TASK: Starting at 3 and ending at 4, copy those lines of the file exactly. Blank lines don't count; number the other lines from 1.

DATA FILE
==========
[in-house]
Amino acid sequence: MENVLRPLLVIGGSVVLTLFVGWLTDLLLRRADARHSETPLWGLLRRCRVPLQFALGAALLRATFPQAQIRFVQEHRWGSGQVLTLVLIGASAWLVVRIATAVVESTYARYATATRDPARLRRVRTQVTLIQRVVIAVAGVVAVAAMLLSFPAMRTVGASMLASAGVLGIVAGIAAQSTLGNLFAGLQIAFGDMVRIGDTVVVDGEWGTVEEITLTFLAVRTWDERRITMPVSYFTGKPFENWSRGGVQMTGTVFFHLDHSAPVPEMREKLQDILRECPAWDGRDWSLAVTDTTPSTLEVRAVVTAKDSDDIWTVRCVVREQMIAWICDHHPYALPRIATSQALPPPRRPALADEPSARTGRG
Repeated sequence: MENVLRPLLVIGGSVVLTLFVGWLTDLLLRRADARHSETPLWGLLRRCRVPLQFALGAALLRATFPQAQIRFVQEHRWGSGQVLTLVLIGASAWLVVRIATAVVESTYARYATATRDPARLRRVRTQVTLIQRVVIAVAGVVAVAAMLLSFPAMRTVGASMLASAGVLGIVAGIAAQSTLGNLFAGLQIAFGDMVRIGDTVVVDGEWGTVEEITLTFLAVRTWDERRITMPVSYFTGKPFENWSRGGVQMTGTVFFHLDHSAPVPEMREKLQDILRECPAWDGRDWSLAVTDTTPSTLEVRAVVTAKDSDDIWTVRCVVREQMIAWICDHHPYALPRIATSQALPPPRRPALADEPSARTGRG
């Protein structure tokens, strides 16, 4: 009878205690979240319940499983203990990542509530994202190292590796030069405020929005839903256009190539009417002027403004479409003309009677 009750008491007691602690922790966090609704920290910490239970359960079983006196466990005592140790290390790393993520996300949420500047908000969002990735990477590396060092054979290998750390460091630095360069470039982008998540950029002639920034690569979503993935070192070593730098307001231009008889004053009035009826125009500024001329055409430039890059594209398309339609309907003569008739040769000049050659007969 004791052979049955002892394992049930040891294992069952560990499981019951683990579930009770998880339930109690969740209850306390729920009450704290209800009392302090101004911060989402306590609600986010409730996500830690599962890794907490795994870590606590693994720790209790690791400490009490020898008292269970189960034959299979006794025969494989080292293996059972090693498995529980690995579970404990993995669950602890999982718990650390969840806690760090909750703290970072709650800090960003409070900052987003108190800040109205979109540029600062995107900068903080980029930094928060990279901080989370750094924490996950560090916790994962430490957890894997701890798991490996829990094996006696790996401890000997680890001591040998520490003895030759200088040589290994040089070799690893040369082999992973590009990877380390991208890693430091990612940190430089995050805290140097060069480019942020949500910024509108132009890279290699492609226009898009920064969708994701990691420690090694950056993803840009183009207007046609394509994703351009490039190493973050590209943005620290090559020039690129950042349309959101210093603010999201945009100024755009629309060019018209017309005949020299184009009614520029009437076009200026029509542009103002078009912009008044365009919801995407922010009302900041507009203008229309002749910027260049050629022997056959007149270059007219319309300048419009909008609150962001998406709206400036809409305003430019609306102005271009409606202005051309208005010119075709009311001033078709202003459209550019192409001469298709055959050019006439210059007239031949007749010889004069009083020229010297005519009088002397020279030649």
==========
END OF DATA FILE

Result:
Repeated sequence: MENVLRPLLVIGGSVVLTLFVGWLTDLLLRRADARHSETPLWGLLRRCRVPLQFALGAALLRATFPQAQIRFVQEHRWGSGQVLTLVLIGASAWLVVRIATAVVESTYARYATATRDPARLRRVRTQVTLIQRVVIAVAGVVAVAAMLLSFPAMRTVGASMLASAGVLGIVAGIAAQSTLGNLFAGLQIAFGDMVRIGDTVVVDGEWGTVEEITLTFLAVRTWDERRITMPVSYFTGKPFENWSRGGVQMTGTVFFHLDHSAPVPEMREKLQDILRECPAWDGRDWSLAVTDTTPSTLEVRAVVTAKDSDDIWTVRCVVREQMIAWICDHHPYALPRIATSQALPPPRRPALADEPSARTGRG
């Protein structure tokens, strides 16, 4: 009878205690979240319940499983203990990542509530994202190292590796030069405020929005839903256009190539009417002027403004479409003309009677 009750008491007691602690922790966090609704920290910490239970359960079983006196466990005592140790290390790393993520996300949420500047908000969002990735990477590396060092054979290998750390460091630095360069470039982008998540950029002639920034690569979503993935070192070593730098307001231009008889004053009035009826125009500024001329055409430039890059594209398309339609309907003569008739040769000049050659007969 004791052979049955002892394992049930040891294992069952560990499981019951683990579930009770998880339930109690969740209850306390729920009450704290209800009392302090101004911060989402306590609600986010409730996500830690599962890794907490795994870590606590693994720790209790690791400490009490020898008292269970189960034959299979006794025969494989080292293996059972090693498995529980690995579970404990993995669950602890999982718990650390969840806690760090909750703290970072709650800090960003409070900052987003108190800040109205979109540029600062995107900068903080980029930094928060990279901080989370750094924490996950560090916790994962430490957890894997701890798991490996829990094996006696790996401890000997680890001591040998520490003895030759200088040589290994040089070799690893040369082999992973590009990877380390991208890693430091990612940190430089995050805290140097060069480019942020949500910024509108132009890279290699492609226009898009920064969708994701990691420690090694950056993803840009183009207007046609394509994703351009490039190493973050590209943005620290090559020039690129950042349309959101210093603010999201945009100024755009629309060019018209017309005949020299184009009614520029009437076009200026029509542009103002078009912009008044365009919801995407922010009302900041507009203008229309002749910027260049050629022997056959007149270059007219319309300048419009909008609150962001998406709206400036809409305003430019609306102005271009409606202005051309208005010119075709009311001033078709202003459209550019192409001469298709055959050019006439210059007239031949007749010889004069009083020229010297005519009088002397020279030649």